“Be the change you want to see in the world” – Mahatma Gandhi
Has the Corona pandemic changed your life?
As much as we all wish to wake up and find that the horror movie we recently live in is only a not very credible science-fiction, reality has the gall to insist on existing. And it changes everyone’s life, if not practically then mentally.
It seems like the end of the world as we know it (and for a change, it’s not only a well-worn cliché). The numbers of the quarantined, the sick and the dead go up daily both worldwide and in every single country (excluding the mysterious China). While there’s much talking about an instantaneous cure, there’s no real one yet.
The world is rapidly changing. And though it’s done by a monstrous plague, if we learn its lessons curiously, it may become a better world afterward. Maybe for good.
Many of us were sent home, to work, to be quarantined, or to be socially distanced. It’s like the universe tells us all to go to our rooms and think about what we’ve done.
Here are some of the lessons that it’s probably time for us to learn:
1. Why “there’s nothing new under the sun” is nothing but a lie
We tend to think that what there is, will always be. When it comes to the challenging political situation or to the deterioration of our society / climate / generations (choose the right answer), we’re sure that nothing good can ever happen.
Our pessimistic conservatism gets even worse when it comes to our conception of reality as an all-out war, with everlasting borders, countries and fighting. Even if we understand that this sad state is based only on our collective imagination (as Yuval Noa Harari shows in Sapiens: A Brief History of Humankind), we fail to imagine it changes.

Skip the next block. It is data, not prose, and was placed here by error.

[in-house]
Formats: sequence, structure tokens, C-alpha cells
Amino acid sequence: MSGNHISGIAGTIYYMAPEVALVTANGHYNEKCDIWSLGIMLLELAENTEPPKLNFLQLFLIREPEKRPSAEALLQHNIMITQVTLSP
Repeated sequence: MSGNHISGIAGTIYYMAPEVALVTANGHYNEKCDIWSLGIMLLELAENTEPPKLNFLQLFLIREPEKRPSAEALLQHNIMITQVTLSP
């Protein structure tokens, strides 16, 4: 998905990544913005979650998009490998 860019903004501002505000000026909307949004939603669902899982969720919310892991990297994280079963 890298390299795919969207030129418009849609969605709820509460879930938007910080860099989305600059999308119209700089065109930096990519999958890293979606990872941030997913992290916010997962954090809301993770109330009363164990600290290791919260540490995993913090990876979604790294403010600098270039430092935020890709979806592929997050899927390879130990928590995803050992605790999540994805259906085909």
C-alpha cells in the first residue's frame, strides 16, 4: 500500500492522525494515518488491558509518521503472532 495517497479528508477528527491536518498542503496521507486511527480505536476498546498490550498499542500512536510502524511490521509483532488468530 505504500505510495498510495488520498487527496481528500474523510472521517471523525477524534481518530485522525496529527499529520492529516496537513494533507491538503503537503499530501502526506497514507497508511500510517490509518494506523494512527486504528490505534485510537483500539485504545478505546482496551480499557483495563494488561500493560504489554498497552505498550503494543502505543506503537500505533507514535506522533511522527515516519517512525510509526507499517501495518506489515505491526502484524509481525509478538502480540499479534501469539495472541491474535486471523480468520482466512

Yet, “Ceaseless change is the only constant thing in Nature,” as John Candee Dean puts it, and history benevolently proves over and over again.
Seeing the world changing so fast and so drastically these days, in front of our very eyes, can teach us that a change is possible even on a very large scale.
Actually, it’s the most optimistic revelation we can get. We shouldn’t let the world’s unmovable appearance deceive us. If it can change utterly and swiftly even by a virus, the tiniest of all creatures, what enormous changes can giants like us make?
The world, therefore, can be magnificently changed by your own actions.
What a powerful discovery!
2. Why “every man for himself” is also a lie
One of the weirdest things about this pandemic is that it requires us to collaborate.
To be precise, our lives depend on our collaboration. Without international sharing of information and research, and without people limiting themselves by socially distancing and quarantining, we’re all doomed. (If not to death, then to grief.)